select languages
NorthKorea_titleN.K. NewsletterVantagePointlmenu_bottom
FocusFocus Focus
latestnewslatestnews RSS
Home > NorthKorea
(2nd LD) N. Korea replaces hawkish armed forces minister
SEOUL, May 13 (Yonhap) -- North Korea replaced its hard-line armed forces minister with a relatively "young" and unknown field commander, a news report said Monday, in a move that may signal a shift in the country's confrontational policies.

   According to the report by the Korean Central News Agency (KCNA) monitored in Seoul, Jang Jong-nam, in his 50s, was introduced as minister of the People's Armed Forces during the Song and Dance Ensemble of the Korean People's Internal Security Force that was attended by North Korean leader Kim Jong-un and his wife Ri Sol-ju.

   The People's Armed Forces Ministry is equivalent to South Korea's defense ministry and comes under the control of the communist country's powerful National Defense Commission.

Jang Jong-nam (C) was appointed to the minister of the People's Armed Forces to replace hardliner Kim Kyok-sik. (Yonhap file photo)

The KCNA report marks the first time that Pyongyang has acknowledged a change in the top ministerial post. The same news wire service said four days earlier that Kim Kyok-sik attended another state ceremony as armed forces chief.

   North Korea experts deemed the 75-year-old Kim as a hardliner within the armed forces due to his involvement in the shelling of a South Korean island in the Yellow Sea in November 2010 and the sinking of the South Korean naval vessel eight months earlier when he was in charge of the 4th Corps in Hwanghae Province on the west coast. He held the ministerial post for about seven months and was a four-star general in the Korean People's Army (KPA).

   Jang, on the other hand, was promoted to major general in April 2002 and lieutenant general in November of 2011, and until recently was reported to be the commander of the KPA's 1st Corps in Kangwon Province on the east coast. A photo by the Rodong Sinmun, an organ of the ruling Workers' Party of Korea, published earlier in the day showed him as a three-star colonel general.

   "Jang was considered a member of the junior faction within the military and his sudden emergence may be a sign that the North Korean leadership is seeking a change to younger officers," an expert in Seoul speculated. He said Kim's replacement effectively meant the retirement of most senior officers in their 70s who held key military positions in the past.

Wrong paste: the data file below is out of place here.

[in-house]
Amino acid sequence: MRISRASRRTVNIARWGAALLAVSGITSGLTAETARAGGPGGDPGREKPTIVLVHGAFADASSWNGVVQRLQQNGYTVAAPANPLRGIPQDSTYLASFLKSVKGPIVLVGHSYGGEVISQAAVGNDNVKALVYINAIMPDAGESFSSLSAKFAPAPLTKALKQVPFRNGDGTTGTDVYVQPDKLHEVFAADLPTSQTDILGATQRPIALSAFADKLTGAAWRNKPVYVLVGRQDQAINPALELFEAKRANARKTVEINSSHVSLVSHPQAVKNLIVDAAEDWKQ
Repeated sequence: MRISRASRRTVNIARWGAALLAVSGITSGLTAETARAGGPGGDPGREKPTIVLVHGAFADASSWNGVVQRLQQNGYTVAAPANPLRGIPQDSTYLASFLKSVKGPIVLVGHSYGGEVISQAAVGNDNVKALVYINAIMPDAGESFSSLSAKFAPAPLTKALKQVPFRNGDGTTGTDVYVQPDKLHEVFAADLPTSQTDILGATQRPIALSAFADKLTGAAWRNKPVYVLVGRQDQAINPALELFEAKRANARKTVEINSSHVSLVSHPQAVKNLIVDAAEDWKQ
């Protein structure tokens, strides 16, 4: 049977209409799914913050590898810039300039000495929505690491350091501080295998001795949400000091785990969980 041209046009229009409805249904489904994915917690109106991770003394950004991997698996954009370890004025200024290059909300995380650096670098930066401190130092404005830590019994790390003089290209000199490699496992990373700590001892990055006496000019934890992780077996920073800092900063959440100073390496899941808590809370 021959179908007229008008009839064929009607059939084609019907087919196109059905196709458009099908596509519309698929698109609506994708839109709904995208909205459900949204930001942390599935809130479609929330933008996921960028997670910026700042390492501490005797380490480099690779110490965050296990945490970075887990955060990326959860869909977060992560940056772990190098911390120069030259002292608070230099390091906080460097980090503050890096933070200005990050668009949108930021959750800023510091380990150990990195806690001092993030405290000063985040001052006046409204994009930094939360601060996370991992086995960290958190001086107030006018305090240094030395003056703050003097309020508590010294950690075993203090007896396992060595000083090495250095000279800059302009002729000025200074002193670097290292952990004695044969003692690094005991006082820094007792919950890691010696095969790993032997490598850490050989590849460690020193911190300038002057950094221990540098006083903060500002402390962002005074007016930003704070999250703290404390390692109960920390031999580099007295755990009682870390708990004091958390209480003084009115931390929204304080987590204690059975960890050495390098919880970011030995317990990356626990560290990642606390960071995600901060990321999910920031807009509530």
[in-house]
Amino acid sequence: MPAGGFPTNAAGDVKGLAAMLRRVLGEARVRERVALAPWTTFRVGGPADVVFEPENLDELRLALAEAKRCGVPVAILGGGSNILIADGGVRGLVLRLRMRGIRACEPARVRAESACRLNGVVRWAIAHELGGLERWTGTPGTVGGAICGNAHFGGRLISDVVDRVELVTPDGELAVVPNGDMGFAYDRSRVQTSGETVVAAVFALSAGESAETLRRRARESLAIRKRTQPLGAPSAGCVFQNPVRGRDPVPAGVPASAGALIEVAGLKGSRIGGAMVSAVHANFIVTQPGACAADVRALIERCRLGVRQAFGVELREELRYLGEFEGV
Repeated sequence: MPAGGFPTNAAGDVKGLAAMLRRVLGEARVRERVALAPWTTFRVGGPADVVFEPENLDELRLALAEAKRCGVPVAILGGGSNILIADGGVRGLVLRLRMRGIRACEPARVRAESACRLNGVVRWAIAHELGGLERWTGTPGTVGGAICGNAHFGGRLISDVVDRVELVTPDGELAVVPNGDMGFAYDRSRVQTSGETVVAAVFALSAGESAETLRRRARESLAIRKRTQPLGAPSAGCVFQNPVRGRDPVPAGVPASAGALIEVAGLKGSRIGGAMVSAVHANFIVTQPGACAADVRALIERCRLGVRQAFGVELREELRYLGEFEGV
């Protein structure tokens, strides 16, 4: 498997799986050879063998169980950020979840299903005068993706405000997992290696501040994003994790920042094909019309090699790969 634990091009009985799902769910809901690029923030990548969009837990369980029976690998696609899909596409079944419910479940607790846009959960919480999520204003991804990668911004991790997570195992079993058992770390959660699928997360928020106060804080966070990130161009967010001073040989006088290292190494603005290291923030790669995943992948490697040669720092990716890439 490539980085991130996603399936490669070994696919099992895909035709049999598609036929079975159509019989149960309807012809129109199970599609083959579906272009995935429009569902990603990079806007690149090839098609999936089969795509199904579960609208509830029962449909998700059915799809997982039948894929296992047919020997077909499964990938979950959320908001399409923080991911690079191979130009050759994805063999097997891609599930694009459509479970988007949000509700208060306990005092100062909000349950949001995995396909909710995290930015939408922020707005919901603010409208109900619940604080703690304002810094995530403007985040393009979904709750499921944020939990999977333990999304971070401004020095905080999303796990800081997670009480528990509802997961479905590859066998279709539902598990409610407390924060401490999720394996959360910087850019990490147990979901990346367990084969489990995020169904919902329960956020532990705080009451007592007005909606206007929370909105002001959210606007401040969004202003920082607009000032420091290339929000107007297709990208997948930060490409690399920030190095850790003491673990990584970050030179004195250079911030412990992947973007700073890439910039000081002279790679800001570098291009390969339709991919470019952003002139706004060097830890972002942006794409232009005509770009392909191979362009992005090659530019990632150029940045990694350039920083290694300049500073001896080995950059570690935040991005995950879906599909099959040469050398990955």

The change started with the sacking of the chief of the General Staff of the KPA, Ri Yong-ho (71), and replacing him with Hyon Yong-chol (64) last July. Moreover, the appointment of Choe Ryong-hae (63) to the director of the military General Political Bureau post, the senior most post in the armed forces No. 1, can be seen as an effort to give greater opportunities to younger officers.

   He added that Pyongyang may be trying to alleviate the current state of high tension by changing a hardliner with another officer.

   The country last week lifted the high state of military readiness it ordered in response to South Korea and the United States conducting the two-month-long Foal Eagle annual military exercise that ended on April 30.

   "The latest move could be seen as an attempt to get younger people to exercise more control over military matters," said Chang Yong-seok, senior researcher at the Institute for Peace and Unification Studies at Seoul National University. Others, however, said the latest appointments may not necessarily translate into a generation change.

   A senior government official, who spoke on the condition of anonymity, said North Korea has recently changed the commanders of four army corps along the frontline.

   The latest reshuffle called attention to a potential generation change in the North Korean military rank under young leader Kim Jong-un.

   "Our military is attentively tracing the latest trend of the North Korean military, including replacement of high military ranks," ministry spokesman Kim Min-seok said in a briefing. "It needs more analysis to conclude whether (North Korea) has replaced hardliners, but it does seem that military commanders have become really younger."

   Another source within the government said the unexpected sacking of Kim for Jang, who is not well known, can be seen as an irregular development. He added that appointing a colonel general to a post held by a vice marshal or four-star officer in the past is out of the ordinary.